The first song on the CD is the title track Timelessness. This song features the quartet of Bheki, Henderson, Bowie and Smitty. It’s a straight-ahead cut that jams. Bheki’s piano play is forceful and true, and he leads this quartet in yeoman’s fashion. He exhibits a style that I can describe as dependable and timely and on this cut he puts in a full day’s work. His leadership is clear and true as he not only leads the bandmates here, but he composed and arranged every song on the LP including this one.

On this cut, the outstanding thing you’ll notice is the drum play of Smitty. Marvin “Smitty” Smith is an amazing inspired drummer. He keeps the beat impeccably, but his play is also laced with sophistication and awe-inspiring syncopation. He can easily be placed in the upper echelon of drummers not only in the field but within the broad history of jazz music itself, and, I feel that statement is not one bit of hyperbole. In fact, Bheki dedicates this song to Smitty; that’s the respect he had for this man’s ability, and that respect is well deserved. Smitty’s play undergirds the entire quartet and allows Bheki and Joe Henderson the freedom fly all over the place. The two feed off the drummer into heights of pure improvisational magic. They can do this because their flight is well grounded within the confines of a stellar rhythm section of this supremely tight band. As you listen to Bheki and Joe pontificate upon the theme you can feel them being egged on the smoking hot drum track that Smitty lays down. No drum machine yet designed can do what Smitty does here. This cut is a nine-minute tenor sax/piano symposium played by champions on an album of champions. And this first cut whets your appetite for what lies ahead.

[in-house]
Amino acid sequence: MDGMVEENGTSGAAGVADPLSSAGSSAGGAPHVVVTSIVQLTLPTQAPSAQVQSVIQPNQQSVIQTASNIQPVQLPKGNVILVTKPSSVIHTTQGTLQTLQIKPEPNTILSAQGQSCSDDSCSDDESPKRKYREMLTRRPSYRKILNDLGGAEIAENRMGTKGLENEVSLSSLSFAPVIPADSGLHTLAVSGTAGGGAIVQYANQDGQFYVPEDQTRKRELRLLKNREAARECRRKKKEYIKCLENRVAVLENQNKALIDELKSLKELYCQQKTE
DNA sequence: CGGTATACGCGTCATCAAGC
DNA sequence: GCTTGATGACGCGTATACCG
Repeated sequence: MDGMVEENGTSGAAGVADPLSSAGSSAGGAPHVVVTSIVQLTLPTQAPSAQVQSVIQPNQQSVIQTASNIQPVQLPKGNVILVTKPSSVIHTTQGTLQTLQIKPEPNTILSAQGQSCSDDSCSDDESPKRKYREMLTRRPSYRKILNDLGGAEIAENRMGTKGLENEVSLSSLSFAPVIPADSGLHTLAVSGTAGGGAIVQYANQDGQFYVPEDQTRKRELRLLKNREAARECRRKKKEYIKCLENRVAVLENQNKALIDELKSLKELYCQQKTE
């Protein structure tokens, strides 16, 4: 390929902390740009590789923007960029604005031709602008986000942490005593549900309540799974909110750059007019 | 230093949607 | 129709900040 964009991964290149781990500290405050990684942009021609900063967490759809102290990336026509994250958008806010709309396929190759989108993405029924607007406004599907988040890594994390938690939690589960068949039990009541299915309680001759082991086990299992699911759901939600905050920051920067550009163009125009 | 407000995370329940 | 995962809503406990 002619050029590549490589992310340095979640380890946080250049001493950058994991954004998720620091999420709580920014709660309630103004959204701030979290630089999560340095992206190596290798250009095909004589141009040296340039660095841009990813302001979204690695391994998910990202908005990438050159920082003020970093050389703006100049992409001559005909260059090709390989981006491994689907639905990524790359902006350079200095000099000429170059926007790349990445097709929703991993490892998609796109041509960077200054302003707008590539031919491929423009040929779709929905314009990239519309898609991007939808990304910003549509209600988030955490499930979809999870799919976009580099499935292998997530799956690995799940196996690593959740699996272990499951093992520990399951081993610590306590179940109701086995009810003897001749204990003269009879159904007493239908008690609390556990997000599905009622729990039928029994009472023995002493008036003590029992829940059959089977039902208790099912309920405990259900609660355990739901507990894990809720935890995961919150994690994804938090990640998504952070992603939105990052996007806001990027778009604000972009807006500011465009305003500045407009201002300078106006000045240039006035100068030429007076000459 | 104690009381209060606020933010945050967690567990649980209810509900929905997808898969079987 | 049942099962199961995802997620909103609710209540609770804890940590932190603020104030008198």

The second cut on the fabulous CD is titled Yukani (Wake Up). On this cut Bheki plays not only the piano, but the tenor and soprano saxes as well. During his day, he often performed playing the piano and sax at the same time. I am not sure if that was the case on this cut, but what I am sure of is that this song is beautiful and inspiring. Here, Bheki reminds me of another of my favorite piano players, McCoy Tyner, and in fact, there is a tribute LP to both of these great two greats performed by an English jazz band named Hexagonal (you can bet I’m doing a review in the near future). Here Bheki uses the expansive chording technique that give Tyner’s music such an epic piano sound, and that’s exactly the effect that Bheki has here. It’s that style of play that seems to take the listeners beyond the here and now and transports them to parts unknown. This song is a journey, and the trip is exotic and awesome. We are transported to Apartheid South Africa, where we not only share in the struggle of the black people of the land, but we also share in the beauty of the natural surroundings. Micheal Bowie’s bass is magical and alive. It seems to transform itself into an instrument from an unknown culture and time; it transports us via feel and emotion in breathless anticipation of what comes next. This album is indeed magical, and one wonders why Bheki didn’t get his due here in the U.S. before he died.